A new report from the Conference Board of Canada and HSBC Bank Canada says that three Canadian industries—primary metal manufacturing, chemical manufacturing, and machinery manufacturing—have the innovative products, demand and capacity to take advantage of the Mexican economy, despite Mexico’s having a clear cost advantage. An additional eleven industries are well positioned to grow their presence in Mexico, though facing challenges of corruption, security and border clearance.
The necessity for Canadian companies to expand their business internationally is paramount, the report says. Those that do so grow faster. Canada has free trade agreements with over fifty countries, including Mexico, yet only 10 per cent of Canadian companies, most of which are small and medium enterprises, currently sell abroad. A mere 550 firms account for 70 per cent of Canadian goods exported. The remaining 30 per cent is divided among 40,000 firms.
Companies looking to grow would do well to look to Mexico, our fifth largest trading partner and one of Canada’s free trade partners since joining NAFTA in 1994. Mexico’s young population, ambitious economic reforms, and status as a major manufacturing hub mean big opportunities for Canadian companies in many sectors; however, they will need truly differentiated products or services, as competing on costs is not an option.
Mexico is particularly attractive to Canadian companies because of the existing free trade agreement, NAFTA, and because Mexico, unlike Canada, has a young population; the median age in Mexico is 26 years, in Canada 42 years. Canada’s aging population will mean a slowing of the economy, according to HSBC, while the Mexican economy is poised for growth, But in order to take advantage of the “big opportunities” presented by Mexico’s booming economy, Canadian companies will have to provide “truly differentiated” products and services. Competing on costs, the report warns, “is not an option.” Canadian companies will have to focus on niche and differentiated products that Mexican firms may not be able to produce, due to lack of expertise or resources.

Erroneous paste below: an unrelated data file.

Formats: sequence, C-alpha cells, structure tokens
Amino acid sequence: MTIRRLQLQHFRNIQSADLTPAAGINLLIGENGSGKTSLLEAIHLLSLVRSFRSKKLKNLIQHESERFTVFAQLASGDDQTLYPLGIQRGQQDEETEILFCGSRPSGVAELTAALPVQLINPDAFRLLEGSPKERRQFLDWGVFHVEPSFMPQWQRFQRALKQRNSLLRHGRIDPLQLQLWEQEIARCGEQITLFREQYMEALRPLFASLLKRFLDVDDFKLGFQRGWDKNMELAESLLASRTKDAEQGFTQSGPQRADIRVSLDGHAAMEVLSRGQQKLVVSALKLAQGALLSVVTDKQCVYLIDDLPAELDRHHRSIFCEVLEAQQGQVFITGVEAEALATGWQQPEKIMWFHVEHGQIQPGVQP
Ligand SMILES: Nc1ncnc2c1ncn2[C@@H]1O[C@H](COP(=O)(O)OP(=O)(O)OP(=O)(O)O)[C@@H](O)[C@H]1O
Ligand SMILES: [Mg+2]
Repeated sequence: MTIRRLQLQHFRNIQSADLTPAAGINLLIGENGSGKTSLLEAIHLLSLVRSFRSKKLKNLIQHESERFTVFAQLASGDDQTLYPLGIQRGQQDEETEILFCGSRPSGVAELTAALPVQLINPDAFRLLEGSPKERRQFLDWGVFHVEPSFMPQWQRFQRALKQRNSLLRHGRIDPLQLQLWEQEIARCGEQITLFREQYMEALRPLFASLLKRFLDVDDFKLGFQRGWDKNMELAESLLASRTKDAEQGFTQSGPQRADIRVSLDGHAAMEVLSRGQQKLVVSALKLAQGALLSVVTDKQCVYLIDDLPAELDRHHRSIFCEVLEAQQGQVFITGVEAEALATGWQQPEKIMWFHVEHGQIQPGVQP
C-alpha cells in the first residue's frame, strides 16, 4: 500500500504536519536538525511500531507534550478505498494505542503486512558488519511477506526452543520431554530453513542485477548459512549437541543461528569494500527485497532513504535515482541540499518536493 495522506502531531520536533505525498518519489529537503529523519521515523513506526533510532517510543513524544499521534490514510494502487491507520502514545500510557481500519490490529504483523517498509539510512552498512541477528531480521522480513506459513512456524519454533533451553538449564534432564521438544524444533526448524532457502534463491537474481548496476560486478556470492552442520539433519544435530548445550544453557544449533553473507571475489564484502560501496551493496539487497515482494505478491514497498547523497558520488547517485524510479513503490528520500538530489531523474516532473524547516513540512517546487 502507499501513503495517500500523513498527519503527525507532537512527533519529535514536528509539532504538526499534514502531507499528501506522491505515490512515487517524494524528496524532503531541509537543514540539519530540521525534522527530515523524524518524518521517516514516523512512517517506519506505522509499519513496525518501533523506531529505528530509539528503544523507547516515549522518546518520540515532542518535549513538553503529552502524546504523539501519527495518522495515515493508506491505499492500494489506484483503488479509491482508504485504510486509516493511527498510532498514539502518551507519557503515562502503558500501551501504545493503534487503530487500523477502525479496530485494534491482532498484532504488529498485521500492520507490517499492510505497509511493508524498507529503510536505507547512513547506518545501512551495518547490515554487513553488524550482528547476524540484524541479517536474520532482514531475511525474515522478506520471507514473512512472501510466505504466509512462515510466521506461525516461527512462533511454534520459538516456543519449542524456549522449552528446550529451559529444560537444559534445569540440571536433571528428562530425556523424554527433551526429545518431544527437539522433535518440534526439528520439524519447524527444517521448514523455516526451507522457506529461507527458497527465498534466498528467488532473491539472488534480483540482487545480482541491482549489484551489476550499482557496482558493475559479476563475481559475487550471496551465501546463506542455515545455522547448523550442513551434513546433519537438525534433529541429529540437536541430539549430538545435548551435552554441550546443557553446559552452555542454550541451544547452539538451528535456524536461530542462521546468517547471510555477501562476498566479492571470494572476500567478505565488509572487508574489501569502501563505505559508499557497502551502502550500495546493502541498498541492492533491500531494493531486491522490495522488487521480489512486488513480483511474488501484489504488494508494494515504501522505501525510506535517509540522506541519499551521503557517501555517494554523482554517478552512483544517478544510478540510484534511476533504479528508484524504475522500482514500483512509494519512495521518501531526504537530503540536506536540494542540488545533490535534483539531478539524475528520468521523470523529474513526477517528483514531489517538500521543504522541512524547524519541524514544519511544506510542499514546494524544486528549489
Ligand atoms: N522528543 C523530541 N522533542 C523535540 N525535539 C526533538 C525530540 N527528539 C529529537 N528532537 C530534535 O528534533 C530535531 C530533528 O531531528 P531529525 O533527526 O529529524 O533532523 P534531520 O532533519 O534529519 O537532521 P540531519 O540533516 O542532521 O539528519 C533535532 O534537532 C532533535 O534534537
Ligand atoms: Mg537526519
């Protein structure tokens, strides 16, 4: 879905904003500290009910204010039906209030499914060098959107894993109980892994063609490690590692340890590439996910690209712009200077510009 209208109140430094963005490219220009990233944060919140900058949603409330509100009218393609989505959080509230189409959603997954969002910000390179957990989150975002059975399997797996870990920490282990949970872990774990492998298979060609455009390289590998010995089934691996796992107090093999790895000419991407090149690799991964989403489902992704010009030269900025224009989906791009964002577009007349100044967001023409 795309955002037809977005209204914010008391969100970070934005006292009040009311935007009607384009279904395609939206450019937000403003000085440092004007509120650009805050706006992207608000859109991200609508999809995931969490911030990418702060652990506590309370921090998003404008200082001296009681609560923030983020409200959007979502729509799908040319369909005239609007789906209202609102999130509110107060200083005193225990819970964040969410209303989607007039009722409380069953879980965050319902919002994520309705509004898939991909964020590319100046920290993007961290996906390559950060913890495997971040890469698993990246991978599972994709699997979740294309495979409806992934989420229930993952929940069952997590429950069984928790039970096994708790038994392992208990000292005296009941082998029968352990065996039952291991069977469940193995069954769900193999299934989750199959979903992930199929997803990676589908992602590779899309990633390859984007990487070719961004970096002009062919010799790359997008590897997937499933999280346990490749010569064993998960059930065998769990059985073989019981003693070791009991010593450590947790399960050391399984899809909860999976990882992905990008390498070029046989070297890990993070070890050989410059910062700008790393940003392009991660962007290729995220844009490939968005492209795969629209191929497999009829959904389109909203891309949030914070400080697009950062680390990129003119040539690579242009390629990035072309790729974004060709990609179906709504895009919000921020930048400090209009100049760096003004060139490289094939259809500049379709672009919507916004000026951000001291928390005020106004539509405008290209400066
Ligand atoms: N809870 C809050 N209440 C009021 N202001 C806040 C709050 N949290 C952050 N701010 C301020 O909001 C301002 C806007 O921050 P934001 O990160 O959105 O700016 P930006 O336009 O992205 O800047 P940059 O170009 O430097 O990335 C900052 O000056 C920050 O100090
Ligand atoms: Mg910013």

At present, the most successful exporters to Mexico are the auto industry, agriculture, and the manufacturers of primary metal, chemical, food and machinery products. These six industries accounted for 75 per cent of exports to Mexico in 2015, the report says, with annual shipments ranging from $500 million to $1.2 billion. Exports have risen, except for food products, more than 30 per cent since 2010. Shipments of auto parts have been particularly strong, rising from $432 million in 2010 to $815 million in 2015. Nevertheless, Canada still has a “significant” trade deficit with Mexico, though the amount is not given.
The fourteen Canadian industries identified as having the best prospects for growth in Mexico are:
- Motor vehicle parts manufacturing
- Primary metal manufacturing
- Motor vehicle manufacturing
- Synthetic rubber and fibres manufacturing
- Machinery manufacturing
- Plastics and rubber products manufacturing
- Fabricated metal manufacturing
- Aerospace product and parts manufacturing
- Miscellaneous products manufacturing
- Other transportation manufacturing
- Food manufacturing
- Other chemical manufacturing
- Commercial services
- Transportation services
The auto industry is Mexico’s largest manufacturing industry by far, and the country has now become the biggest exporter of autos and auto parts to the US, making it a major competitor for Canada. However, the report stresses, this also means increased opportunities for those Canadian companies that can “carve themselves a niche” where Mexican firms cannot compete. This will mean offering differentiated products that Mexican firms cannot provide.